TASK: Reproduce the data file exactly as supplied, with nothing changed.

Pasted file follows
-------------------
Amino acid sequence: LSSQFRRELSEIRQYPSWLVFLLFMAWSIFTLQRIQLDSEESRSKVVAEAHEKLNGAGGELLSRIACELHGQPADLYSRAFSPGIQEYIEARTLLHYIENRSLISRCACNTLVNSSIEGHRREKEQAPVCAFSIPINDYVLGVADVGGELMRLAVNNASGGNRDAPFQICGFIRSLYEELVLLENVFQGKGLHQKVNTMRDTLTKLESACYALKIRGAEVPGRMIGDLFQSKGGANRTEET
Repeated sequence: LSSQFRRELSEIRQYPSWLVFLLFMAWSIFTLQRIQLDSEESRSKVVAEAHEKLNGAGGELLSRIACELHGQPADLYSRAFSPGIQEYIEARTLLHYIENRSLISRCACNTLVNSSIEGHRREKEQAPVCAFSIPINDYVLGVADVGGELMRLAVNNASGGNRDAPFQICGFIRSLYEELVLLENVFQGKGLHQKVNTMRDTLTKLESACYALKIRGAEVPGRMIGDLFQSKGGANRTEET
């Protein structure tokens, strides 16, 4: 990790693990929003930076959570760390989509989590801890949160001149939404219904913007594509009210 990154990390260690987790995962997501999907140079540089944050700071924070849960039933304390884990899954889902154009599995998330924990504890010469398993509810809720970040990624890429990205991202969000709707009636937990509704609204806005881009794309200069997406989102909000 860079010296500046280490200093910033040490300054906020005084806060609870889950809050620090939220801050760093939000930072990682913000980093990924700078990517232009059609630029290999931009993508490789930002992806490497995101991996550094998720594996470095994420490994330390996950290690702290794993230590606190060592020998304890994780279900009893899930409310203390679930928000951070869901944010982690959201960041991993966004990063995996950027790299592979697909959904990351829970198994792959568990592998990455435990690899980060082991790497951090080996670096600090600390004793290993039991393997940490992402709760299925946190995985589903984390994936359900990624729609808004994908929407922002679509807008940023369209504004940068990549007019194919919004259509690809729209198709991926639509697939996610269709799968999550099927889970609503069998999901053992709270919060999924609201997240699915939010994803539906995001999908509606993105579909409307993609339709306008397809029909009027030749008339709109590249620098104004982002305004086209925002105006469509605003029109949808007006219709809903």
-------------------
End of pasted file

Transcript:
Amino acid sequence: LSSQFRRELSEIRQYPSWLVFLLFMAWSIFTLQRIQLDSEESRSKVVAEAHEKLNGAGGELLSRIACELHGQPADLYSRAFSPGIQEYIEARTLLHYIENRSLISRCACNTLVNSSIEGHRREKEQAPVCAFSIPINDYVLGVADVGGELMRLAVNNASGGNRDAPFQICGFIRSLYEELVLLENVFQGKGLHQKVNTMRDTLTKLESACYALKIRGAEVPGRMIGDLFQSKGGANRTEET
Repeated sequence: LSSQFRRELSEIRQYPSWLVFLLFMAWSIFTLQRIQLDSEESRSKVVAEAHEKLNGAGGELLSRIACELHGQPADLYSRAFSPGIQEYIEARTLLHYIENRSLISRCACNTLVNSSIEGHRREKEQAPVCAFSIPINDYVLGVADVGGELMRLAVNNASGGNRDAPFQICGFIRSLYEELVLLENVFQGKGLHQKVNTMRDTLTKLESACYALKIRGAEVPGRMIGDLFQSKGGANRTEET
């Protein structure tokens, strides 16, 4: 990790693990929003930076959570760390989509989590801890949160001149939404219904913007594509009210 990154990390260690987790995962997501999907140079540089944050700071924070849960039933304390884990899954889902154009599995998330924990504890010469398993509810809720970040990624890429990205991202969000709707009636937990509704609204806005881009794309200069997406989102909000 860079010296500046280490200093910033040490300054906020005084806060609870889950809050620090939220801050760093939000930072990682913000980093990924700078990517232009059609630029290999931009993508490789930002992806490497995101991996550094998720594996470095994420490994330390996950290690702290794993230590606190060592020998304890994780279900009893899930409310203390679930928000951070869901944010982690959201960041991993966004990063995996950027790299592979697909959904990351829970198994792959568990592998990455435990690899980060082991790497951090080996670096600090600390004793290993039991393997940490992402709760299925946190995985589903984390994936359900990624729609808004994908929407922002679509807008940023369209504004940068990549007019194919919004259509690809729209198709991926639509697939996610269709799968999550099927889970609503069998999901053992709270919060999924609201997240699915939010994803539906995001999908509606993105579909409307993609339709306008397809029909009027030749008339709109590249620098104004982002305004086209925002105006469509605003029109949808007006219709809903």